President Trump and Republicans in Congress said they would deliver on reforming the tax code and earlier this year, they did.
The bill is somewhat complicated and I recommend you at least read a variety of good summaries. But the crux of the reform is lower rates across the board, both individual and corporate.
This is a welcome action from where I sit. That money never belonged to the government in the first place, so it is always a positive when less of it is taken from those who originally earned it.
Of course, the opposition used the same old attack lines. “Tax Cuts for the rich” or “A Wall Street giveaway” or my all-time favorite, “What’s $100 per month supposed to do for anybody?”
For starters, those who make more money, pay more into the system, so naturally, those same people will get more in actual dollars saved than those who pay very little. It is basic math.
And for those in the upper income brackets screaming that they don’t need a tax cut, well, send me an email or give me a call because I would be happy to direct you to several excellent charities who could use that money.
The idea that $100 per month savings is nothing to the average person us quite laughable.
I have an employee who told me he plans to use that money to pay his car insurance for the year.
Maybe that’s no big deal to people like Tom Steyer, but it sure means something to my employee.
Which brings me to my next point: employers. Yes, employees benefit from this tax plan, but so do employers, which is a welcome change.
I have been looking to expand my business for some time, but the punitive tax rates were making it next to impossible for me go to it.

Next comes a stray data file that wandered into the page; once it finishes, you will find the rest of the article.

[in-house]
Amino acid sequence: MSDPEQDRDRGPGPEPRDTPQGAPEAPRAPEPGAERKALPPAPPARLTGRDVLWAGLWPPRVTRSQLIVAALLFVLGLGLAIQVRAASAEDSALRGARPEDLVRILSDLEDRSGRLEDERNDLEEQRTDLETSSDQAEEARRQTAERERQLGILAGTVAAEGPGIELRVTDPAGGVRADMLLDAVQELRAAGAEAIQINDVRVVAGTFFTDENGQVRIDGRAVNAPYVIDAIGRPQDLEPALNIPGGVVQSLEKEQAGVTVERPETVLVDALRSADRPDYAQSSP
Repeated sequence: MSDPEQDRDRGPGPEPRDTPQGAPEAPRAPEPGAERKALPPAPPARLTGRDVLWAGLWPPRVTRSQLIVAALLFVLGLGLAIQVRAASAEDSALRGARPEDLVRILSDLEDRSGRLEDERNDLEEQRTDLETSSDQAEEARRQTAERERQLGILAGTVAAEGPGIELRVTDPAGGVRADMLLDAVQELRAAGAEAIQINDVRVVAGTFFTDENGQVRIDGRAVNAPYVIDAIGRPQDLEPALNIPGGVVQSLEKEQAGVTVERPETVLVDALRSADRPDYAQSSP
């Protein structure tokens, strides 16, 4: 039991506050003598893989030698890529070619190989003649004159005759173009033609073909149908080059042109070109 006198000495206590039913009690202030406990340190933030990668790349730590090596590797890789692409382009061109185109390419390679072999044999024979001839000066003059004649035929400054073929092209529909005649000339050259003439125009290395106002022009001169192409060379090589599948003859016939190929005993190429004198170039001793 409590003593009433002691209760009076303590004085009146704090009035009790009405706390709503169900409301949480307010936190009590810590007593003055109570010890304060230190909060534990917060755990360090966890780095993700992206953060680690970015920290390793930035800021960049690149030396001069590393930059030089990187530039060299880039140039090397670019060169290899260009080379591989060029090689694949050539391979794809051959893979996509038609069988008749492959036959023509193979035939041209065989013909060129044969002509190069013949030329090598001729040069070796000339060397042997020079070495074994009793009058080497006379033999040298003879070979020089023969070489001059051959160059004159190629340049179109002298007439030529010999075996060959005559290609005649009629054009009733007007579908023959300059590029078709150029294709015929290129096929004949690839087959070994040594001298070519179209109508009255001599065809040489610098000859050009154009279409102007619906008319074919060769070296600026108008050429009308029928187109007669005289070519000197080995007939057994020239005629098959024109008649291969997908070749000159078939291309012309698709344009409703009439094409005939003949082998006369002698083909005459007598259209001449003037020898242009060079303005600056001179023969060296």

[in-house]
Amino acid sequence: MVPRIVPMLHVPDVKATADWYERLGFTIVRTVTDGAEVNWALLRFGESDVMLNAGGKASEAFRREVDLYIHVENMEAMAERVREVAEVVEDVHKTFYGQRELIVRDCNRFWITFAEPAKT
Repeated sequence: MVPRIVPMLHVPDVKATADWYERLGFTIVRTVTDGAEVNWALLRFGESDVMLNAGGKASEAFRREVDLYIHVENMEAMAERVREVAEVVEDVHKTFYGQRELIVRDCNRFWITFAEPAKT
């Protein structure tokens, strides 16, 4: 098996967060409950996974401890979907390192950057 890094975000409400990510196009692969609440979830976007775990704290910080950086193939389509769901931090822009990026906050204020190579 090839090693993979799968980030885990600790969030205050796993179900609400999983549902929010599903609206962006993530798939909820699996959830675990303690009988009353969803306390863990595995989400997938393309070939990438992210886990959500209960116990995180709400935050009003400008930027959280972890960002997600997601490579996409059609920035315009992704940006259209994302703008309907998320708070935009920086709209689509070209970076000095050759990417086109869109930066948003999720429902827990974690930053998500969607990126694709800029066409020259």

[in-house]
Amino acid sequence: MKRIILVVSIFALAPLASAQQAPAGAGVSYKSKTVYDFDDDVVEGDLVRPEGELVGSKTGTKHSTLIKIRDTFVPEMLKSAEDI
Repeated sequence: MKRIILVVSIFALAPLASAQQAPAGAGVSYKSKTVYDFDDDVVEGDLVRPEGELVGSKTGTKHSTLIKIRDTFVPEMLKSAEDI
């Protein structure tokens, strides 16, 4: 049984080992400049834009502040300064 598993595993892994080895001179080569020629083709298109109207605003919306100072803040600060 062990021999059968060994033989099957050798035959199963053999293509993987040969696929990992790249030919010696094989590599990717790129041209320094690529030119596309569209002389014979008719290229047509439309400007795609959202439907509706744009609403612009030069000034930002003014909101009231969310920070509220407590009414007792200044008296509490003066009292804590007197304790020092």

With these lower rates, now I can, which will create more jobs and greater overall revenues to share with my employees.
We are already seeing the benefits take hold with companies like Comcast, Wells Fargo, and AT & T, who are giving out bonuses and raises as a result of the tax bill being passed.
And a new report out shows wage growth is now at its highest point in eight years, further showing just how much the tax cuts on the corporate side have done for the average person.
One of the biggest negatives of the tax bill is the fact that it will likely increase the debt. But to be honest, as much as I don’t like the debt being increased, it was going to happen, anyway because government spending was not going to cease going up.
So, if the debt is going to increase regardless, I’d rather it be because people are keeping more of the money they earned than because it was used to expand existing government programs or start completely new ones.
And as an added bonus, it’s always a laugh listening to people who championed President Obama — a man who added $10 trillion to our debt in eight years — now suddenly concerned about the debt.
This plan is not the end all be all, but it is definitely a step in the right direction.
I look forward to using the money I will be saving to grow my business and hire more employees, and I am likewise happy for others who will be able to afford more in their everyday lives due to the increase in their paychecks.